Cruel And Unusual Facts About The Colosseum’s Animal Fights
The bestiari were a group of men in Ancient Rome tasked with fighting exotic dangerous animals for the delight of crowds. Most history books tend to gloss over the more gruesome details of what such fights entailed. For example, history books rarely tell you about . . .
Some people who fought against animals in the Colosseum were well-trained men and thought of it as a career. A great deal of them, however, were unarmed criminals or prisoners of war who were thrown to the animals with virtually nothing to defend themselves.
As you can imagine, such a fate was terrifying for even the most hardened of men. Many prisoners killed themselves with whatever they had on hand rather than risk being killed by whichever strange beasts lined up for the morning show.
For example, one German prisoner killed himself by forcing a sponge down his own throat. And not just any sponge—this was a lavatory sponge that inmates used to wipe their anuses. Other stories involve prisoners making murder suicide pacts with each other, like the 29 Saxon prisoners who all fatally strangled one other to avoid death in the arena. How the last one alive managed to kill himself isn’t recorded, but considering “choking on a sponge of human excrement” was an option, we’re guessing it wasn’t pretty.
The sheer quantity of slaughter in the Colosseum saw the number of lions, jaguars, and tigers plummet across the globe. According to some, Roman hunting absolutely “devastated the wildlife of North Africa and the entire Mediterranean region,” wiping some species of animal off the map entirely.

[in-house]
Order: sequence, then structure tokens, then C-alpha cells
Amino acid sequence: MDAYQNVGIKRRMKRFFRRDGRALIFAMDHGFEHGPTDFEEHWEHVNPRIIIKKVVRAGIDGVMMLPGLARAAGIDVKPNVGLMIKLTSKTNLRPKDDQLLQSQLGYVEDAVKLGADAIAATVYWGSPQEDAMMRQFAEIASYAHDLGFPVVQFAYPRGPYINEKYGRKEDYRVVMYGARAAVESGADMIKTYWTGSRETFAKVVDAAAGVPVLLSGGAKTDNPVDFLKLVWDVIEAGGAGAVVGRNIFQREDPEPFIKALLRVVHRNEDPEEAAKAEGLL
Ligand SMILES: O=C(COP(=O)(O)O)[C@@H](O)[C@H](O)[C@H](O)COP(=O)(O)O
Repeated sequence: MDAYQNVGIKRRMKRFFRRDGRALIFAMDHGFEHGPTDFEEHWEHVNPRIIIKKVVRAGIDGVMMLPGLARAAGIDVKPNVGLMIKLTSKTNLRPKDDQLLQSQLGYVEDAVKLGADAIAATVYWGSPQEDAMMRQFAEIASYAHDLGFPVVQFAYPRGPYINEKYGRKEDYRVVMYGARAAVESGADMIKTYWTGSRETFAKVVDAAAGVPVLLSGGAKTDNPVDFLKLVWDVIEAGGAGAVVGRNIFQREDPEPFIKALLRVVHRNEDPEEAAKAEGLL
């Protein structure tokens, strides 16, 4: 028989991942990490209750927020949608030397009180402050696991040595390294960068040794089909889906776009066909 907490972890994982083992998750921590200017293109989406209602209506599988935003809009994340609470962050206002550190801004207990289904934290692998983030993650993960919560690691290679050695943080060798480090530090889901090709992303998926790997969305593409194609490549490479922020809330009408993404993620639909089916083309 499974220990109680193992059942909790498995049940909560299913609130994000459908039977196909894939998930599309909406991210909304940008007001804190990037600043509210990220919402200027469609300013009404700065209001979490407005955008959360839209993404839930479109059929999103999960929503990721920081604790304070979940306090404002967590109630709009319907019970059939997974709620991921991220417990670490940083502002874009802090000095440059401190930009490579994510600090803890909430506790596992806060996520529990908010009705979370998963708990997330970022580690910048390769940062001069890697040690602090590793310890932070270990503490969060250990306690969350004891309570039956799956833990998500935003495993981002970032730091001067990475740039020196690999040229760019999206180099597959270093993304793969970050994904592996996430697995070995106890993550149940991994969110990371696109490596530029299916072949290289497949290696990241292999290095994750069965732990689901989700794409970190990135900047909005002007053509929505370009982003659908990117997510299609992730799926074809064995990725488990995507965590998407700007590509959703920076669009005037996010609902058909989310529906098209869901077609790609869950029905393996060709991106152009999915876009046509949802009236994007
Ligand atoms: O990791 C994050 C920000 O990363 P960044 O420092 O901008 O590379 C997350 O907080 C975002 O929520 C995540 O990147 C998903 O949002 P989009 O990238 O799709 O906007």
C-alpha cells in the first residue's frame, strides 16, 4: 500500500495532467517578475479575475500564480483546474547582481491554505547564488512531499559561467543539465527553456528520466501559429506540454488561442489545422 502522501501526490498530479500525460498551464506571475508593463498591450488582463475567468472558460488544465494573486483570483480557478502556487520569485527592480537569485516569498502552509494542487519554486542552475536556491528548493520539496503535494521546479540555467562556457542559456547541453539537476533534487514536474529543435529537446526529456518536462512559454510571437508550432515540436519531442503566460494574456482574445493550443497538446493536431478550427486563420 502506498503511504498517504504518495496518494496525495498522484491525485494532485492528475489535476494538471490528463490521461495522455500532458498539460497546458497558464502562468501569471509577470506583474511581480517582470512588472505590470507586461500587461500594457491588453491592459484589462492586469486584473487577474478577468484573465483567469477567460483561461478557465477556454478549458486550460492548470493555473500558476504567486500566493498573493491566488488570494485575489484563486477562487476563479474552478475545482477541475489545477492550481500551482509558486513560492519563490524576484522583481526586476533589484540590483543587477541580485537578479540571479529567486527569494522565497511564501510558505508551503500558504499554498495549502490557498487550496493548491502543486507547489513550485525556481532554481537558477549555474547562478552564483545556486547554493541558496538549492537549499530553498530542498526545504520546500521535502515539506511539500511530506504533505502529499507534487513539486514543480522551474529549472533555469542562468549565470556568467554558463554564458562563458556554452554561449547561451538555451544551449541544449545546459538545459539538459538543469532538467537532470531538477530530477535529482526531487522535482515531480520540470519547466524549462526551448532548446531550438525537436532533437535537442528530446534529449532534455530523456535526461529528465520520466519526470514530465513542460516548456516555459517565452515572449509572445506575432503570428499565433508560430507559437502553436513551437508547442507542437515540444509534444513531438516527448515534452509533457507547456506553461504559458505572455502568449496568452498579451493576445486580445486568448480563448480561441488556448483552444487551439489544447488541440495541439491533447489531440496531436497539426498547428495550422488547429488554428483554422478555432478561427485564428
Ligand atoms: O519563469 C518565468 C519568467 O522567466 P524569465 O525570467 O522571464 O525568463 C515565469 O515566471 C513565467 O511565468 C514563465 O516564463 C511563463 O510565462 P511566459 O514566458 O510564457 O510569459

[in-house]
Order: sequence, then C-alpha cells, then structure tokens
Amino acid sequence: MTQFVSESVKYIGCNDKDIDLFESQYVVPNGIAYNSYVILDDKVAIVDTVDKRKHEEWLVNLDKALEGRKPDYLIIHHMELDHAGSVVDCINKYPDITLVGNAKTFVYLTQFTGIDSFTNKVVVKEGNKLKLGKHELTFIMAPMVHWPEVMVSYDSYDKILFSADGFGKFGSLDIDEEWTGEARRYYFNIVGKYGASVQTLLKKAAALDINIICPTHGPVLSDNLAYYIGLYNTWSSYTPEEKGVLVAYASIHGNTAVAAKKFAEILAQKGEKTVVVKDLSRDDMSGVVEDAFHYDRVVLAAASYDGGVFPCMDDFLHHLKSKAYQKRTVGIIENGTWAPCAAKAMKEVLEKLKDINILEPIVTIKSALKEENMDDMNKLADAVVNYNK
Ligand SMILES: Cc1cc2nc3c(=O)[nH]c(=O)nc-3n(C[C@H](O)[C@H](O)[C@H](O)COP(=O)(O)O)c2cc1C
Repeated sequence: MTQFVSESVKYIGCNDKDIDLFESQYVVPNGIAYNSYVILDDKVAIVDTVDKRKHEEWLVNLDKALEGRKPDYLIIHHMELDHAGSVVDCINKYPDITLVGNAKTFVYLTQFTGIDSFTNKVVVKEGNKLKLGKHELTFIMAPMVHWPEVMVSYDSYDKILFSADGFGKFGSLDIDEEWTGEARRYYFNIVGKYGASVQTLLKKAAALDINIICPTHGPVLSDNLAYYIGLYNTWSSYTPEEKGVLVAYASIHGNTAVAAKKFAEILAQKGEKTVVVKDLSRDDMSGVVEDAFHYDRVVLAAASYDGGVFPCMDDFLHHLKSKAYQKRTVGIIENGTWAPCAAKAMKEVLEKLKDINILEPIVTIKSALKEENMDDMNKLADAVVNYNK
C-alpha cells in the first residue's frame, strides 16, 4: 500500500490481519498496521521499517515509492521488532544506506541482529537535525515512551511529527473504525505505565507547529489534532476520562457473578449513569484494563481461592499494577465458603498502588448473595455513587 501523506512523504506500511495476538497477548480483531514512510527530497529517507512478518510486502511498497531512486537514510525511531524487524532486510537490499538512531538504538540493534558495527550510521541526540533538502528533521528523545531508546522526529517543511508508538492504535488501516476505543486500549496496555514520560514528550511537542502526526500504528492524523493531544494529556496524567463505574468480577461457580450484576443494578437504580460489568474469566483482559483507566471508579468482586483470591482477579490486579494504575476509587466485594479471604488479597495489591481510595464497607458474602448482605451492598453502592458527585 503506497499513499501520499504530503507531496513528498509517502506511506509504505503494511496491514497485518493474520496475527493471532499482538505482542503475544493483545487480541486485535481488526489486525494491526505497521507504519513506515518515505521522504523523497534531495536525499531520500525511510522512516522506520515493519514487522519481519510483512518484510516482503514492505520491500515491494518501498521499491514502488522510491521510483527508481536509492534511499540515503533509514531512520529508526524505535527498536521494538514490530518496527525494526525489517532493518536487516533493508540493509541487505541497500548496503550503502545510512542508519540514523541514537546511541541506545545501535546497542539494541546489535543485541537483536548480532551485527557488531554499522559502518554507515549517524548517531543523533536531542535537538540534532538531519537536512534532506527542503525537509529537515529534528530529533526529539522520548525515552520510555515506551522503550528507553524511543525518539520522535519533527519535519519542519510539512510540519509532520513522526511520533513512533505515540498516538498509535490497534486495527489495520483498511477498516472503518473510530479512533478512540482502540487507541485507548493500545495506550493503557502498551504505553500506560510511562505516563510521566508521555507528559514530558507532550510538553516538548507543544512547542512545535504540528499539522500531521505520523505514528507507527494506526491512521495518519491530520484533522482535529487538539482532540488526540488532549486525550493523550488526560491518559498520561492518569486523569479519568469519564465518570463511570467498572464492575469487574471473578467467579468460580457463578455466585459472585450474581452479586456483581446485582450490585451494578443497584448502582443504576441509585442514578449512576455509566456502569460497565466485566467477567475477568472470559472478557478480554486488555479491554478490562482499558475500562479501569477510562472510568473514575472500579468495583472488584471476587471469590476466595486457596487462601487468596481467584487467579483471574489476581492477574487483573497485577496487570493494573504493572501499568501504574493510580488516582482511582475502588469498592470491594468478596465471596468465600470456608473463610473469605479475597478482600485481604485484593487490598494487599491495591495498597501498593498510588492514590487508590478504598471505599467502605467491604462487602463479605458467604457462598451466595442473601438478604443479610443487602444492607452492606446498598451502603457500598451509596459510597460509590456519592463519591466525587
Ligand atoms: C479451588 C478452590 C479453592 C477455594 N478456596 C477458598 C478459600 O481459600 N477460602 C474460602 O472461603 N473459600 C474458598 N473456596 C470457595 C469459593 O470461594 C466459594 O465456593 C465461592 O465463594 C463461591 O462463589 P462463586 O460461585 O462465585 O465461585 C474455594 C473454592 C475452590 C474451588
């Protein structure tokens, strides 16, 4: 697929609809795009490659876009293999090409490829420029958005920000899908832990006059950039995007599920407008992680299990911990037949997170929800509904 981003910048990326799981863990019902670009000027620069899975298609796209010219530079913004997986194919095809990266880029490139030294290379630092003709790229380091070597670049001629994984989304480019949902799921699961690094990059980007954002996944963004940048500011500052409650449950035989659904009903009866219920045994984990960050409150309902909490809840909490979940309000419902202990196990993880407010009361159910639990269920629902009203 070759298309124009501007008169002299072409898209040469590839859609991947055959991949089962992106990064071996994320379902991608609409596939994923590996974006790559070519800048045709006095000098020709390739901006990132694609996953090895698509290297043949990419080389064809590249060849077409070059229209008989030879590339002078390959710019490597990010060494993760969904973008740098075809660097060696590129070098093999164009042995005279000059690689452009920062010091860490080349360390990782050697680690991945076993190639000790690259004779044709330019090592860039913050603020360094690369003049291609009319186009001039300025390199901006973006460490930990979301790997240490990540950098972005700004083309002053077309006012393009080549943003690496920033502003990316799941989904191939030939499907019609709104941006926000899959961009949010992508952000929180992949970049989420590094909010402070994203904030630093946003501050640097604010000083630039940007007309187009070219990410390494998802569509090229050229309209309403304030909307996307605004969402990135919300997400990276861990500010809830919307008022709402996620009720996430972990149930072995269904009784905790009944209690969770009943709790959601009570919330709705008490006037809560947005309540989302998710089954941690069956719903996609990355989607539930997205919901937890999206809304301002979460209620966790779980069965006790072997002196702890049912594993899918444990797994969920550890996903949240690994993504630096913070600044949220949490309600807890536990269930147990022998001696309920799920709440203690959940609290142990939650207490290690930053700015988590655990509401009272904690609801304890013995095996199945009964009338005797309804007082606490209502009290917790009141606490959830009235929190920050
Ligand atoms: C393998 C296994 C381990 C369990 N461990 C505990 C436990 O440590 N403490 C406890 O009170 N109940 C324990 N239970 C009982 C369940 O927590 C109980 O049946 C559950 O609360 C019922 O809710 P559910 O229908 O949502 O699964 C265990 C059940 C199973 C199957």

Because the majority of bestiari were prisoners of war or other such undesirables, they were almost always ill-equipped for the task of slaughtering a rampaging wild animal. In the highly unlikely event a bestiari actually managed to kill the animal he was forced to fight, another would almost certainly be let loose before he’d even finished celebrating.
The ancient Greek philosopher Strabo once described the plight of a particularly unlucky bestiari who was first sentenced to be killed by a boar. When the boar accidentally fatally gored its handler, leaving the guards no choice but to kill it, a wild bear was brought in to the arena instead to kill the prisoner. In an unbelievable stroke of luck, the bear then refused to leave its cage, once again leaving the prisoner alive and the guards with the frustrating task of killing the bear. Not ones to be deterred, the Romans finally brought into the arena a caged leopard, which happily tore out the bestiari’s throat.
Emperor Commodus (played by Joaquin Phoenix in Gladiator) took great pleasure in slaughtering animals and people in the arena. He enjoyed it so much that in one day alone, he reportedly killed more than 100 bears. Though we don’t know exactly how Commodus managed such a feat, scholars agree he probably just stabbed them while they stood tethered and helpless.